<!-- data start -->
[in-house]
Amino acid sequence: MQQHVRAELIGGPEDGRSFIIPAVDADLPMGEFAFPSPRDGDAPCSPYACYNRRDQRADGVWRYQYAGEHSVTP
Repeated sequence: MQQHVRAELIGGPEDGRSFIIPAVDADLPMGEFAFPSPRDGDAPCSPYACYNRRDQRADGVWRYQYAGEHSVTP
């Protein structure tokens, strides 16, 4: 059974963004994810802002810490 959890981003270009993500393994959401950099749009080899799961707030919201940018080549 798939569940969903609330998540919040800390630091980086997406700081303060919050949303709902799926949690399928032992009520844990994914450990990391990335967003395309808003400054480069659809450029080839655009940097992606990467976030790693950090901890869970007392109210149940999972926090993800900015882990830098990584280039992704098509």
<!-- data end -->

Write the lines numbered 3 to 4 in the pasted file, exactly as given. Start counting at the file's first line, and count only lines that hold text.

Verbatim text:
Repeated sequence: MQQHVRAELIGGPEDGRSFIIPAVDADLPMGEFAFPSPRDGDAPCSPYACYNRRDQRADGVWRYQYAGEHSVTP
């Protein structure tokens, strides 16, 4: 059974963004994810802002810490 959890981003270009993500393994959401950099749009080899799961707030919201940018080549 798939569940969903609330998540919040800390630091980086997406700081303060919050949303709902799926949690399928032992009520844990994914450990990391990335967003395309808003400054480069659809450029080839655009940097992606990467976030790693950090901890869970007392109210149940999972926090993800900015882990830098990584280039992704098509």